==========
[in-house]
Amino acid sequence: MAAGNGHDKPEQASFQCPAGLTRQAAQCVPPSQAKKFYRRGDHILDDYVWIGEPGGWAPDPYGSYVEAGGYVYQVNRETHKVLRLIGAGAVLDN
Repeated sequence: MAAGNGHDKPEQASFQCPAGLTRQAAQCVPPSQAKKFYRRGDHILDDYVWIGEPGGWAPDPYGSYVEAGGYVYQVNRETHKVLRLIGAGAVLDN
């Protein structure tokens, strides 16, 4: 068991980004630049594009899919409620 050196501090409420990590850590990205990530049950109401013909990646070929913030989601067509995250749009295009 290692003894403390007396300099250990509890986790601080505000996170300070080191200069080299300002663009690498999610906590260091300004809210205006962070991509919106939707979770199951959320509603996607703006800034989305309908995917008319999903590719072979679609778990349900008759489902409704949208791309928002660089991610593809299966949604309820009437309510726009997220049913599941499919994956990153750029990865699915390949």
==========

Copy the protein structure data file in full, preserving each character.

[in-house]
Amino acid sequence: MAAGNGHDKPEQASFQCPAGLTRQAAQCVPPSQAKKFYRRGDHILDDYVWIGEPGGWAPDPYGSYVEAGGYVYQVNRETHKVLRLIGAGAVLDN
Repeated sequence: MAAGNGHDKPEQASFQCPAGLTRQAAQCVPPSQAKKFYRRGDHILDDYVWIGEPGGWAPDPYGSYVEAGGYVYQVNRETHKVLRLIGAGAVLDN
């Protein structure tokens, strides 16, 4: 068991980004630049594009899919409620 050196501090409420990590850590990205990530049950109401013909990646070929913030989601067509995250749009295009 290692003894403390007396300099250990509890986790601080505000996170300070080191200069080299300002663009690498999610906590260091300004809210205006962070991509919106939707979770199951959320509603996607703006800034989305309908995917008319999903590719072979679609778990349900008759489902409704949208791309928002660089991610593809299966949604309820009437309510726009997220049913599941499919994956990153750029990865699915390949």